Last Wednesday, the FDIC released the results of the National Survey of Unbanked and Underbanked Households. The survey found that over 1 in 4 US households are unbanked or underbanked with â€œunbankedâ€ defined as no one in the household having a checking or savings account while â€œunderbankedâ€ was defined as those households that have an account but rely on non-bank financial services such as those provided by check cashing services and payday lenders. In todayâ€™s post, Iâ€™m going to focus on the unbanked with underbanked information to come next.
There have always been outreach efforts by some banks to bring the unbanked into the fold. These efforts have included â€œBanking 101â€ courses, microfinancing offers, and multilingual representatives. But as Iâ€™ve included unbanked information in my presentations on self-service, Iâ€™ve had some comments that these groups are not â€œgoodâ€ bank clients so banks donâ€™t see any need to reach out.
I know we have the saying that stereotypes arise for a reason but I think there are considerable misconceptions about the unbanked. Some think that anyone who doesnâ€™t have a bank account canâ€™t get one, due to lack of documentation. In reality, lack of documentation was 9th on the list behind such things as â€œDo not have enough money to need accountâ€ and â€œDo not write enough checksâ€.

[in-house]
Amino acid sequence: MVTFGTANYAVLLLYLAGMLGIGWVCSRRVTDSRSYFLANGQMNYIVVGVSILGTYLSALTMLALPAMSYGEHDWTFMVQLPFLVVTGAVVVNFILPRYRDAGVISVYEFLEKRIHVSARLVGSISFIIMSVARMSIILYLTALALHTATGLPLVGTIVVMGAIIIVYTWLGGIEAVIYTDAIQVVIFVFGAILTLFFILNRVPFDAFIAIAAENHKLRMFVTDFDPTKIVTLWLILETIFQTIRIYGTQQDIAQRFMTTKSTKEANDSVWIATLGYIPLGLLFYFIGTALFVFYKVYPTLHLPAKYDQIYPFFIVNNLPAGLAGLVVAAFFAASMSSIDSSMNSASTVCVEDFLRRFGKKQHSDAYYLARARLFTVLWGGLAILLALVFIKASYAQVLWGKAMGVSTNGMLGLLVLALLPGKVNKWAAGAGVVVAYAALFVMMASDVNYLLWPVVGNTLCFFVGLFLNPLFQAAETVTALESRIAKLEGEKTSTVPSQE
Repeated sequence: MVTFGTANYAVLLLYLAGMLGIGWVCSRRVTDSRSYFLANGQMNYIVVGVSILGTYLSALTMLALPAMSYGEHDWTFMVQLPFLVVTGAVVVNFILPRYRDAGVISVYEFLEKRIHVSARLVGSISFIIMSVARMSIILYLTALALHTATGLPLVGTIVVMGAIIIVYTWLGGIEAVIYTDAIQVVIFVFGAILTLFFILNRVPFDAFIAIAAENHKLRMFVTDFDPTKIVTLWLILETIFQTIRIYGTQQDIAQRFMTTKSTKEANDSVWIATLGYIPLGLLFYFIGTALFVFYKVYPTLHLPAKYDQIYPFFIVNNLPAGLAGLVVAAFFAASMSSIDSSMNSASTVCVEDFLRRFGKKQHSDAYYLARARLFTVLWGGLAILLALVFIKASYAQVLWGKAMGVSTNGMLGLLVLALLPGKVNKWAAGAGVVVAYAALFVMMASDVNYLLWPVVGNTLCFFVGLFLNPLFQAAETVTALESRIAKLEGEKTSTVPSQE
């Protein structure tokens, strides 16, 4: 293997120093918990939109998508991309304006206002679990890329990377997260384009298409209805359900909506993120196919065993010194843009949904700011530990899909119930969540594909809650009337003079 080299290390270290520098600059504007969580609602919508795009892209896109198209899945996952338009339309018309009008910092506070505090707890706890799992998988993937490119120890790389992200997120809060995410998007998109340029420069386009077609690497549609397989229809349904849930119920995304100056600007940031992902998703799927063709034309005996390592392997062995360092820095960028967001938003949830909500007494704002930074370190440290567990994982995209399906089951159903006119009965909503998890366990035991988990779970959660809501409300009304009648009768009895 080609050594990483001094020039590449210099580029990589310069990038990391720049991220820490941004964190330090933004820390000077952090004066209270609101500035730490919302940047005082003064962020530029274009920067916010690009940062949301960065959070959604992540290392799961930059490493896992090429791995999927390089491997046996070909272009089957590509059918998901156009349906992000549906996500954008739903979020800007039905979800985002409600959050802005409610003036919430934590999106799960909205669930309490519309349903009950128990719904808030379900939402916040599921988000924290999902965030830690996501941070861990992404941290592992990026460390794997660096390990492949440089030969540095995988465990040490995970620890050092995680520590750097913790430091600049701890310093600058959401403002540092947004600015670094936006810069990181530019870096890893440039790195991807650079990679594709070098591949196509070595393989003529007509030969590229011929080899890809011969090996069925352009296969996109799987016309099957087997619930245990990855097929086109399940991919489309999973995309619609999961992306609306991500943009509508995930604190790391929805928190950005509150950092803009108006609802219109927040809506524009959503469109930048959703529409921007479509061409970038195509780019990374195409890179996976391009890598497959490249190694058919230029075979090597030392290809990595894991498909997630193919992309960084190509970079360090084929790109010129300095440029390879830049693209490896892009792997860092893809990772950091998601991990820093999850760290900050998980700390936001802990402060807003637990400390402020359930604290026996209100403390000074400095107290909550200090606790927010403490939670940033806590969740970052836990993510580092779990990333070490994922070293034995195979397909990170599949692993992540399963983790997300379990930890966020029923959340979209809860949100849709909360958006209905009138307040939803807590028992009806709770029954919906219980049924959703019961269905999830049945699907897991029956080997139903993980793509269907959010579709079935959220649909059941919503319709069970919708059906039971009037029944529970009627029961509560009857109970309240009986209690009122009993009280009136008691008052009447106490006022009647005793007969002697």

These reasons may seem strange in an era of free checking and debit cards. However, someone recently explained to me that in many countries you really do have to have a minimum amount of money to open an account â€“ therefore, those unbanked who have moved here may not realize that they can open an account with no minimum balance.
Another surprising result (to me, at least) was that over 53% of the unbanked households had previously held a bank account, so these households actually had been bank customers at one point in time and we lost them somewhere along the way. If the first reason why someone no longer has a bank account that pops into your head is that they must have bounced too many checks, you would be naming the #6 reason for closing an account (households who had their accounts closed on them were not included in the survey results). The #1 reason again was â€œDo not have enough money to need accountâ€ and #2 was â€œDid not need or want account/did not see value of accountâ€.
Iâ€™m just scratching the surface of these results and I would encourage you to take a look at the report to get a full picture. My big takeaway on the unbanked is twofold â€“ 1) let the education continue and 2) we have a lot of work to do if we have to explain the value of a checking or savings account.